When M3GAN finally lets loose, the carnage is relatively tame save for a gnarly ear-ripping moment and a workplace stabbing. Disappointingly, there’s a whole room full of potential victims, who are eager to watch her do a presentation, but she only picks off a couple of them before sauntering away, stopping briefly to do the TikTok dance we’re all sick of by now. Johnstone consistently cuts away from the most violent moments, which can be effective when the tension is properly established and the threat is clear, leaving us to fill in the blanks, but here it comes across like he hasn’t got the confidence or maybe the freedom to follow through. Besides, M3GAN is clearly unhinged from the outset, so there’s no big “gotcha!” moment when her evil nature is revealed; it just feels like an inevitability. If there was enough bloodshed to justify the softer tone, or even a ridiculous about-turn like Malignant (to which this movie has repeatedly and rather dubiously been compared, mostly because they share a writer), the final act showdown wouldn’t feel so lame.
Williams is terrific in a surprisingly progressive role (you can tell Gemma was written by a woman). She makes no apologies for her lifestyle and indeed M3GAN helps Gemma get back to it sooner than she’d anticipated. At one point, Gemma gives a speech about parents handing over the time-consuming duties of child-rearing to their new robotic helper, so they have time for more pressing matters, and the movie then cuts to Gemma relaxing on the sofa with her laptop and a glass of wine. It’s one of the strongest and most incisive jokes, right up there with “Let’s kick Hasbro in the dick!” Likewise, it’s heartening that she doesn’t have to completely change who she is to accommodate Cady, nor is Gemma punished for not magically turning into supermom right off the bat either. McGraw, meanwhile, has a lot to contend with as Gemma’s young charge, from interacting with M3GAN to processing losing her parents, and at times the character is tough to like, especially when she’s lashing out. But Cady’s trajectory makes sense in the context of what she’s been through, and her chemistry with the robot is spot on.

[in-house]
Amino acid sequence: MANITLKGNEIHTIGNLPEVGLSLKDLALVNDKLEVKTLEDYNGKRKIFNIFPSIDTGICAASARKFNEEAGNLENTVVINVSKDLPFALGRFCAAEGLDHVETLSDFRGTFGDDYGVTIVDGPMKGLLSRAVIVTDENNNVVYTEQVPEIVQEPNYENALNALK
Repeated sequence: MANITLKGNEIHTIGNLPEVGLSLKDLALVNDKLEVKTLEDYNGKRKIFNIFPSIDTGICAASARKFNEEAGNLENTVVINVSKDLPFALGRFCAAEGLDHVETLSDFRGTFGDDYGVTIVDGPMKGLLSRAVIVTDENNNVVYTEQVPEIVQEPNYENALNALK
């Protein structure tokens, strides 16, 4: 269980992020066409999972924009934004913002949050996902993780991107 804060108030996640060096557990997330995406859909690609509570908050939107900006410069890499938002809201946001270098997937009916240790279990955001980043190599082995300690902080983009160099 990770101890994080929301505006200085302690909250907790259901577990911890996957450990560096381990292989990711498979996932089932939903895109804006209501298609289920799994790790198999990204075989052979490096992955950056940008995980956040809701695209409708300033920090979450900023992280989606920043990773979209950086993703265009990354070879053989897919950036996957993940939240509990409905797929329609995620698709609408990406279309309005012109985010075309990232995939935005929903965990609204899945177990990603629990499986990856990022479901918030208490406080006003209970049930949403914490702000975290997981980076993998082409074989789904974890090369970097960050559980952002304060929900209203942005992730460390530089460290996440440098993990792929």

M3GAN is inarguably more comedy than horror, with the filmmakers getting plenty of mileage out of how the titular robot walks, moves her face, and speaks. Choosing a Sia song for her to lull Cady to sleep with is clever because not only is it simultaneously an ear-worm and an inexplicable choice for bedtime totally befitting an unhinged android, but that singer’s strange relationship with her “muse” Maddie Ziegler adds a whole other layer of ickiness. Even despite all the laughs though, it’s all a bit tame, especially as killer doll movies go, and doesn’t get nearly as crazy as you’d expect it to. If this film had only followed in the stead of the useless Annabelle series–which was DOA not least because the bloody thing doesn’t even move–then maybe it would be more effective. But M3GAN is emerging right after Chucky Season 2, and with Season 3 recently green-lit. Although the two toys have been beefing on social media, there’s no comparison between them and if it did come down to a fight (we can only dream) Chucky would be the clear winner, no question.
There’s just one reference to the iconic killer doll in M3GAN, and it’s a visual one, which is smart because anything further would just make us wish we were watching Chucky properly letting loose instead. Suffice it to say, as much fun as it is, when it comes to modern killer doll movies, M3GAN is a major step up from Annabelle, but still can’t compete with the granddaddy of them all. He’d never willingly leave that stupid kid alive.
WICKED RATING: 6/10
Director(s): Gerard Johnstone
Writer(s): Akela Cooper, James Wan
Stars: Allison Williams, Violet McGraw, Jenna Davis, Ronnie Chieng
Release date: January 6, 2023
Run Time: 102 minutes